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Safe Data > Features.
Between choosing to have a file system that is much more reliable on shitty (aka commodity) hardware vs having mount-time quota scanning I'll choose the safer FS.
Ext4 to be standard for Fedora 11, Btrfs also included (heise online)
Posted Jan 23, 2009 23:10 UTC (Fri) by dlang (✭ supporter ✭, #313)
if you are thinking that XFS requires systems with special power supplies, that is a myth, and that bog that was fixed in may 2007 (linked to elsewhere in this topic) was the fix for it.
if anything, the fact that ext3 ignores write barriers by default while XFS honors them would make me say that XFS is safer on commodity hardware :-)
Posted Jan 24, 2009 1:49 UTC (Sat) by i3839 (guest, #31386)
Depends. If it ignores write barriers because it is reliable without them in some other way, then it's not less safe. Similarly, if some drives ignore write barriers, then not counting on them in the fs is more reliable as well.
Posted Jan 24, 2009 2:21 UTC (Sat) by dlang (✭ supporter ✭, #313)
I think you will find arguments where Ted Tso is arguing that they need to be on for data safety and Andrew says that it's unacceptable to introduce the performance regression that would result from doing so.
Posted Jan 26, 2009 20:29 UTC (Mon) by zlynx (subscriber, #2285)
Note all the generally and usually qualifiers in there.
I recall reading about Ext3 journal corruption issues when the power fails as the journal is wrapping around, because the drive writes the end of the journal, some data, then back to the beginning of the journal instead of writing end of the journal, start of the journal, some data.
Posted Jan 29, 2009 16:47 UTC (Thu) by anton (guest, #25547)
Also, why should writing to the journal first be safer than writing
the other stuff first? With meta-data journaling as typically used in
ext3 this would lead to typical meta-data
Actually the data=ordered mode writes the data before the
corresponding journal entries to prevent that from happening. So if
the disks then write the journal entries before the data thanks to
write-caching disks without barriers, that subverts the safety
data=ordered provides. If the disks write stuff out-of-order in other
ways, other failure modes are possible.
I guess that the reason we don't see lots of reports of data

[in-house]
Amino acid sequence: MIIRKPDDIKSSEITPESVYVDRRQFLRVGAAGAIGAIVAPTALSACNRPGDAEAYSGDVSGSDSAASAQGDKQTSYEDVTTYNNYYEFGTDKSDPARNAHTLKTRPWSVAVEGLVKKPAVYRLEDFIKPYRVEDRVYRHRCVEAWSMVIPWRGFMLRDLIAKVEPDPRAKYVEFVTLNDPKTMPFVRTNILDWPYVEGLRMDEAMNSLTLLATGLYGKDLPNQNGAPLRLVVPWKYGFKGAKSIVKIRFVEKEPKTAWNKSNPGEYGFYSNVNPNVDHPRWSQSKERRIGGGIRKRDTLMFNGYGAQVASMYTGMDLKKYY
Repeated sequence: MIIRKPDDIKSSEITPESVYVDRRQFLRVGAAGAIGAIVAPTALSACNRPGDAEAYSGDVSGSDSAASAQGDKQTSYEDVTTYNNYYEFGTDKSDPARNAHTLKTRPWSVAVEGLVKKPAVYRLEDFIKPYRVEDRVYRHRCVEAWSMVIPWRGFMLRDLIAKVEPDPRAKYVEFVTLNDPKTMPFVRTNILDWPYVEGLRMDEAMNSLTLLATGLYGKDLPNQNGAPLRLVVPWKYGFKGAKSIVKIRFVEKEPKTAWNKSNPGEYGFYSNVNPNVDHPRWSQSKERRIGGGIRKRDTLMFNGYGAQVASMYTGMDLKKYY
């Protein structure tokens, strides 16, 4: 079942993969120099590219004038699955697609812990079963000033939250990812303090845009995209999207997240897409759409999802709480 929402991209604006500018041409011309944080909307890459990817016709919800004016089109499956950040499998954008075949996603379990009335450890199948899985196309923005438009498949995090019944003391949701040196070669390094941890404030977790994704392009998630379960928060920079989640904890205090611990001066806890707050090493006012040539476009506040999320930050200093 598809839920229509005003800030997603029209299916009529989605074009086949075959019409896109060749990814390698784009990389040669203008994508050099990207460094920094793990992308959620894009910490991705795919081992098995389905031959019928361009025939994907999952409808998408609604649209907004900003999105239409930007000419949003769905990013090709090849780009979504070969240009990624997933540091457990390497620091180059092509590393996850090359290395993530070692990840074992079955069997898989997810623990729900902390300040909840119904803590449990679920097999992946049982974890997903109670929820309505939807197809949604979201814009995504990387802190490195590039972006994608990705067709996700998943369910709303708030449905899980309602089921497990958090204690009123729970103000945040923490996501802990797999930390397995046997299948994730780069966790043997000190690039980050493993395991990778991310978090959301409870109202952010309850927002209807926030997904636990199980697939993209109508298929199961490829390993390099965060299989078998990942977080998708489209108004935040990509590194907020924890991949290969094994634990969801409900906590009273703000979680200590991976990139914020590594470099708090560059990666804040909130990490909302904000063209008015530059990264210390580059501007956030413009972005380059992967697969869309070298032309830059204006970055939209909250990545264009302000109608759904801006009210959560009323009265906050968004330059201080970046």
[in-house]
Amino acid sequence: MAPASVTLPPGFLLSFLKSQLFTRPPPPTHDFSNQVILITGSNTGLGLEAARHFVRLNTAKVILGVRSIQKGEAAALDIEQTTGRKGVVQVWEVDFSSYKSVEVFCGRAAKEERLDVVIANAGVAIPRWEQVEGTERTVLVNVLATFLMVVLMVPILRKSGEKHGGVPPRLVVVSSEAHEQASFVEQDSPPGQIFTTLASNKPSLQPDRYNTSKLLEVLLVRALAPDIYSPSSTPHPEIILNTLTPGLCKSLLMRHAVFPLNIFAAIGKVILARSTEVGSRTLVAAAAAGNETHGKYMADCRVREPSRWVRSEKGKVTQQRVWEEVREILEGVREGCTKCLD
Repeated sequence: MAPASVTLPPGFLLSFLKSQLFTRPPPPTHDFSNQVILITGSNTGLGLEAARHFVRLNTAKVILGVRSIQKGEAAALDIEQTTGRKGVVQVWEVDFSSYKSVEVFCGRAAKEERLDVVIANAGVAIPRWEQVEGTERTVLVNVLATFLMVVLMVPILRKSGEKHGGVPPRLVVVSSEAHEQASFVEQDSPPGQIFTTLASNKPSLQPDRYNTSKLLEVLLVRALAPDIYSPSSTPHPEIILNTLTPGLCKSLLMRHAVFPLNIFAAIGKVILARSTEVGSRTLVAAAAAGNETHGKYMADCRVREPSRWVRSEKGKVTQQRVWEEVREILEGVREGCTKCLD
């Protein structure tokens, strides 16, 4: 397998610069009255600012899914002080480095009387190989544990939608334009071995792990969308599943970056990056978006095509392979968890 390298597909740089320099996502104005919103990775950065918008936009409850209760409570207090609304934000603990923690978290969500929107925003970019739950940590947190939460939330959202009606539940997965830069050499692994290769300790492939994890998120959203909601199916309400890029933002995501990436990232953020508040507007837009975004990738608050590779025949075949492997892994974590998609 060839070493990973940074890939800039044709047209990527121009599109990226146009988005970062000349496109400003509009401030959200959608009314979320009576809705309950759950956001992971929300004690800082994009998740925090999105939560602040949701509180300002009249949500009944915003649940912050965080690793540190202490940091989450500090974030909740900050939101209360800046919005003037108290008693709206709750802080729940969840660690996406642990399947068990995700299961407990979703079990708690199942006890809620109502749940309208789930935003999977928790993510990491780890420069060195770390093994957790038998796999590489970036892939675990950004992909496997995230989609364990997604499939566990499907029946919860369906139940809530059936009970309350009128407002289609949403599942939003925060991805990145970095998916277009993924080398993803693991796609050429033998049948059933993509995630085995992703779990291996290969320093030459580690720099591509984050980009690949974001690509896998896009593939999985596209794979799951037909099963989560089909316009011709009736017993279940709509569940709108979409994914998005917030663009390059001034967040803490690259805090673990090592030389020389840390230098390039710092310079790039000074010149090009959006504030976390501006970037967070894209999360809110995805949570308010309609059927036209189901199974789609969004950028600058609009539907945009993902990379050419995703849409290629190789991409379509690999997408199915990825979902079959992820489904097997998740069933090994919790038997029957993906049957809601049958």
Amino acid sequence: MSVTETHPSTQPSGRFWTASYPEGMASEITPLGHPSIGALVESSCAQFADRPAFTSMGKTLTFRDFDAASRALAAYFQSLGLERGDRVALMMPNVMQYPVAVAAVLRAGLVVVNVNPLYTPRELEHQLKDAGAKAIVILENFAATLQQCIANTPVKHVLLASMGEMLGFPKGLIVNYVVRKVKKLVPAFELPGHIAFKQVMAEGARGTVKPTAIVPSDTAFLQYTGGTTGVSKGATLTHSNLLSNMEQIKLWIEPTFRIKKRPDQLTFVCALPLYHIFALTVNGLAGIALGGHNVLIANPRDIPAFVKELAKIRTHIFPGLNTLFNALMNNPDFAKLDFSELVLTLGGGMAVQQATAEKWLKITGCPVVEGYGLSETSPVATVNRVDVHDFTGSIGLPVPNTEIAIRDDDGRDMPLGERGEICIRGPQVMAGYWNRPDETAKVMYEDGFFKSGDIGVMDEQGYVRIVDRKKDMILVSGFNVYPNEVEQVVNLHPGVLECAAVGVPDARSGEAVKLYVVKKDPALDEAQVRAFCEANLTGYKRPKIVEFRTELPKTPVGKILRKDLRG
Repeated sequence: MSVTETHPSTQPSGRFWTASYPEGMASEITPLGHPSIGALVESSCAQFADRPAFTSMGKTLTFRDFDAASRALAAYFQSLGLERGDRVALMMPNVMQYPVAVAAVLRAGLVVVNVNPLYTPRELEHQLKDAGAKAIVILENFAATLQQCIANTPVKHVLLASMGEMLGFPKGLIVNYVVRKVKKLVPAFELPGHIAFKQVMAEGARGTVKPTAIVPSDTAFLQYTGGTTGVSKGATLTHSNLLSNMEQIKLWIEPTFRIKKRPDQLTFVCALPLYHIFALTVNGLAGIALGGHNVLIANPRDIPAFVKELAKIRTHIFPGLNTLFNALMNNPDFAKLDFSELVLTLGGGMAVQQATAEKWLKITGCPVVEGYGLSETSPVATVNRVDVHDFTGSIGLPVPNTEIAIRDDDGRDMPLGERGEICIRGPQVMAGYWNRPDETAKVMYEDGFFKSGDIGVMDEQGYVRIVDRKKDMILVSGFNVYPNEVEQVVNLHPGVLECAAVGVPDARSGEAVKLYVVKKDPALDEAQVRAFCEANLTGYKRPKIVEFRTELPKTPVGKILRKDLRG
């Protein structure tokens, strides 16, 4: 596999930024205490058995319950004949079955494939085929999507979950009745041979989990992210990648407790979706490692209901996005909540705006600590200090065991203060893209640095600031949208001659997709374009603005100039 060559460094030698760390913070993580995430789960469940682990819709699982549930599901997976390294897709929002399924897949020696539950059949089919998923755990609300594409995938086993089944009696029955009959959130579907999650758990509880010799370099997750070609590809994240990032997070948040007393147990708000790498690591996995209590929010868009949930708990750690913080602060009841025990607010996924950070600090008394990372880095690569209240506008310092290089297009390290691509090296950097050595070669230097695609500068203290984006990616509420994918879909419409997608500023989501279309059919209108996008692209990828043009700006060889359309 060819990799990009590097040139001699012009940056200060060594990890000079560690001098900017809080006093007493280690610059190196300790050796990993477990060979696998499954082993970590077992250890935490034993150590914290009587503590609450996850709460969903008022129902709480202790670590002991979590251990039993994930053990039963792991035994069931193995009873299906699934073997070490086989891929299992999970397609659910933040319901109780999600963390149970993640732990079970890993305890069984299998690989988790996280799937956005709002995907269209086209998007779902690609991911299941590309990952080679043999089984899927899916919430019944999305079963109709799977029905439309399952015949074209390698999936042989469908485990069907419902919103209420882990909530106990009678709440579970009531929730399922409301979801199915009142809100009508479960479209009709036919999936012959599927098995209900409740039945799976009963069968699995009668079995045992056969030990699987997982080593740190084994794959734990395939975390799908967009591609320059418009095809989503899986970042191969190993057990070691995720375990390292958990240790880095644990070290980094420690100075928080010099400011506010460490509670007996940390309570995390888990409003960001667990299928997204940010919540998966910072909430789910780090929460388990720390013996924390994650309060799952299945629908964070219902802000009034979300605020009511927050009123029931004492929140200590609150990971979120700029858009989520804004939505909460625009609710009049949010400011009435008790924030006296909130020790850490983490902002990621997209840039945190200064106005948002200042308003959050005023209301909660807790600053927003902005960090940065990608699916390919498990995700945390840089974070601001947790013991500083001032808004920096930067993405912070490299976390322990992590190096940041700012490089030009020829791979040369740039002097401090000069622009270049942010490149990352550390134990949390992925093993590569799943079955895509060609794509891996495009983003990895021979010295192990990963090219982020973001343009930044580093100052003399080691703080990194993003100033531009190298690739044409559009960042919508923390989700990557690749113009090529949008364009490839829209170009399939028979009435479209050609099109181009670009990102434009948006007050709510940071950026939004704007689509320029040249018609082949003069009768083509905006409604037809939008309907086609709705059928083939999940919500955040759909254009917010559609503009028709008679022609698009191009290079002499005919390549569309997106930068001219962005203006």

destroyed by ext3 without barriers is that most people don't have lots
of write traffic going on (but then they won't notice any performance
penalty from barriers either), and you expect to lose the file you
write when the system dies anyway.
Posted Jan 25, 2009 19:29 UTC (Sun) by Nelson (subscriber, #21712)
The big difference between the ext(x) family and XFS and JFS is ext(x) seem to be supported, really well. The others are still kind of bolt-ons to various distributions. I ran an all XFS Mandrake/Mandriva and Fedora systems for years, you'd be shocked how many times you'd' install a kernel upgrade and have a non-bootable system. I got to the point I'd never even consider doing a full distribution upgrade. The situation might be better now but for a very long time it looked like just a handful of kernel devs so much as cared about XFS, let alone enhanced it and kept it fresh with the rest of the kernel.
Posted Jan 25, 2009 20:35 UTC (Sun) by cantsin (guest, #4420)
Posted Jan 25, 2009 20:39 UTC (Sun) by jengelh (subscriber, #33263)
Posted Jan 26, 2009 2:25 UTC (Mon) by salimma (subscriber, #34460)
Posted Jan 25, 2009 23:56 UTC (Sun) by nix (subscriber, #2304)
However, I'm afraid I consider 'files you were writing right now might be
chewed up' to be a *lot* better than 'files you were writing right now
might be chewed up, oh, and so might anything else on your disk, even if
you haven't touched it for months'.
I too saw this behaviour when I used XFS (years ago now): I've never seen
it using ext2 or ext3, even when I had multiple consecutive power cuts
during a lightning storm, even when I had bad RAM on the machine and was
doing massive cross-filesystem renames. Of course this too is 'anecdotal':
all reports from third parties are necessarily anecdotal. I don't see how
this makes them invalid (if they come from multiple sources).
Posted Jan 26, 2009 23:44 UTC (Mon) by lmb (subscriber, #39048)
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